A Pastoral Song.

United States Magazine 1 (June 1779) 273-74.


Nine double-quatrain stanzas, addressed from "York-town, Pennsylvania." The poet disdains riches and vows to embrace poverty and love: "Though poor, I will never repine, | Content that my Emma is true; | I'll press her dear bosom to mine, | And think myself rich as Peru." The Pastoral Song offers a succinct presentation of the sentimentalist's creed. In 1789 the poem was "ascribed to W. Bradford, esq." in the American Museum. William Bradford may be the Philadelphia publisher (1722-1791) or his son (1755-1795) who was attorney-general of the United States 1794-95. The United States Magazine, edited by Hugh Henry Brackenridge, was published in Philadelphia.

The shepherd of fortune possest
May scorn, if he please, my poor cot,
May think in his wealth to be blest,
But I will not envy his lot.
The pleasures which riches impart
Are fleeting and feeble when known;
They never give peace to the heart,
It scorns to be happy alone.

That shepherd true happiness knows,
Whose bosom by beauty is mov'd,
Who tastes the pure pleasure that flows
From loving and being beloved.
'Tis a joy of angelical birth,
And when to poor mortals 'tis given,
It cheers their abode upon earth,
And sweetens the journey to heaven.

How briskly my spirits would move!
What peace in this bosom would reign!
Were I blest with the nymph that I love,
Sweet Emma, the pride of the plain.
Ye shepherds, she's fair as the light!
The critic no blemish can find;
And all the soft virtues unite,
And glow in her innocent mind.

Her accents are formed to please,
Her manners engagingly free,
Her temper is ever at ease,
And calm as an angel's can be.
Her presence all sorrow removes,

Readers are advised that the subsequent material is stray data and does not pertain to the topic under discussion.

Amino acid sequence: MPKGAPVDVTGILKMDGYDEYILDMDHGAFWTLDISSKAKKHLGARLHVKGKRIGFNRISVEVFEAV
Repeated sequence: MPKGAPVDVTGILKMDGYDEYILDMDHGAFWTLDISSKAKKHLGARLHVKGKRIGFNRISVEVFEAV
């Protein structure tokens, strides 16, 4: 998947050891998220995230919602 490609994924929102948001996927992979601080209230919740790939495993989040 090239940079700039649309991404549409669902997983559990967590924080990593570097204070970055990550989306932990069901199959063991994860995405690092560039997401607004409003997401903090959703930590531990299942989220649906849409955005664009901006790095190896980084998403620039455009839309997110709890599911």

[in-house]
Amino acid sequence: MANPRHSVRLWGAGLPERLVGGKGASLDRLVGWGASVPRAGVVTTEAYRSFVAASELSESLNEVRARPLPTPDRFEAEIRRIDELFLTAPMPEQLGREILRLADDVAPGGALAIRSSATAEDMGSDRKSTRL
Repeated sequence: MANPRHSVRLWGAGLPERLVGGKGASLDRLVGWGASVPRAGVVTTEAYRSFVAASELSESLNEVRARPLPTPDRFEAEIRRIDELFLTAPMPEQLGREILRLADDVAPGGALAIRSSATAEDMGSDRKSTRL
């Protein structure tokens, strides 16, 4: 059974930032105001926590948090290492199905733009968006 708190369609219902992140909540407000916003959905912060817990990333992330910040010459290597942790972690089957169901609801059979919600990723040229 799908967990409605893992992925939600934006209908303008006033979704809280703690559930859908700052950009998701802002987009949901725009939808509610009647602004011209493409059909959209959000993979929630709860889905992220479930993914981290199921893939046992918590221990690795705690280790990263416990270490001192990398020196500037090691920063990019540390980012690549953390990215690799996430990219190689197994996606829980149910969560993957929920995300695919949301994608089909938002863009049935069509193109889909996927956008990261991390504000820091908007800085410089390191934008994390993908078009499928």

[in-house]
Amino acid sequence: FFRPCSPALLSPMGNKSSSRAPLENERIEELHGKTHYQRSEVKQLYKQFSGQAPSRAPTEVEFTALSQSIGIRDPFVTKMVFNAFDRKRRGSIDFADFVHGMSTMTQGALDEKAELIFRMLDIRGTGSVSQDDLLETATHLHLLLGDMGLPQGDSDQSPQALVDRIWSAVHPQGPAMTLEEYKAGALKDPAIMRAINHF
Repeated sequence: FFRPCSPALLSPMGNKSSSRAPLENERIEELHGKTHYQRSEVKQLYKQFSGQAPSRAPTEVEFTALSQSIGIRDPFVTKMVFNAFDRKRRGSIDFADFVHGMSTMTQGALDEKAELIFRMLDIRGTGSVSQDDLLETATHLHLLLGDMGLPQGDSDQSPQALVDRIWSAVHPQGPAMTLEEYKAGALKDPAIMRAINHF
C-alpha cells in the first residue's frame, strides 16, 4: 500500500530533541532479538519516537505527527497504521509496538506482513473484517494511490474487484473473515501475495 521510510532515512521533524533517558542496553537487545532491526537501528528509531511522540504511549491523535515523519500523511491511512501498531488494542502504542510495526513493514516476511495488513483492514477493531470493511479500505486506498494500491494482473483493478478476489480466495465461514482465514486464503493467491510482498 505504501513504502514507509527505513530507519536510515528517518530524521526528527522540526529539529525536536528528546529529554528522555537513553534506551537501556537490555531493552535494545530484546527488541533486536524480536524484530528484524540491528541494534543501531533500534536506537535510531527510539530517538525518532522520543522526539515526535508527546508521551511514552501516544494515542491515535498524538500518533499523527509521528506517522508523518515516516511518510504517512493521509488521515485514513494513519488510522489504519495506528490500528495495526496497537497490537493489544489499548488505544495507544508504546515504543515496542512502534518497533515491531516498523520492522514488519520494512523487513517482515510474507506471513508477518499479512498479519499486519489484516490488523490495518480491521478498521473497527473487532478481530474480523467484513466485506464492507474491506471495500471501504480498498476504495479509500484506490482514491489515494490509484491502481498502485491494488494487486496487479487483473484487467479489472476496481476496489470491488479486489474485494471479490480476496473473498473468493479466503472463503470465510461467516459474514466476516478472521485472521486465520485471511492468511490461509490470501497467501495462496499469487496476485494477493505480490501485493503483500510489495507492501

She enraptures the wit and the clown,
Her heart is as mild as the dove's,
Her hand is as soft as its down.

Yon lilly, which graces the field,
And throws its perfume to the gale,
In fairness and fragrance must yield
To Emma, the pride of the vale.
She's pleasant as yonder cool rill
To travellers who faint on the way;
She's sweet as the rose on the hill,
When it opens its bosom to day.

I ask not for wealth, or for power;
Kind Heaven! I these can resign;
But hasten, O hasten the hour,
When Emma shall deign to be mine.
O teach her to pity the pain
Of a heart that, if slighted must break;
O teach her to love the fond swain,
That would lay down his life for her sake.

Though poor I will never repine,
Content that my Emma is true;
I'll press her dear bosom to mine,
And think myself rich as Peru.
With her I will stray through the grove,
And fondly I'll pour out my soul,
Indulge my effusions of love,
And find myself blest to the full.

And oft in the cool of the day,
We'll ramble to hear the sweet chorus,
That vibrates so soft from each spray,
Along the green banks of Codorus.
With flowers I'll crown her dear hair,
Then gaze on her beauties, and cry,
What nymph can with Emma compare!
What shepherd so happy as I!

Thus cheerful the moments shall roll,
Of all my fond wishes possest,
And peace shall descend on my soul,
And make it her favourite rest.
Contentment my life shall prolong,
All trouble and sorrow forgot,
And time, as he hurries along,
Shall smile upon Corydon's cot.

[pp. 273-74]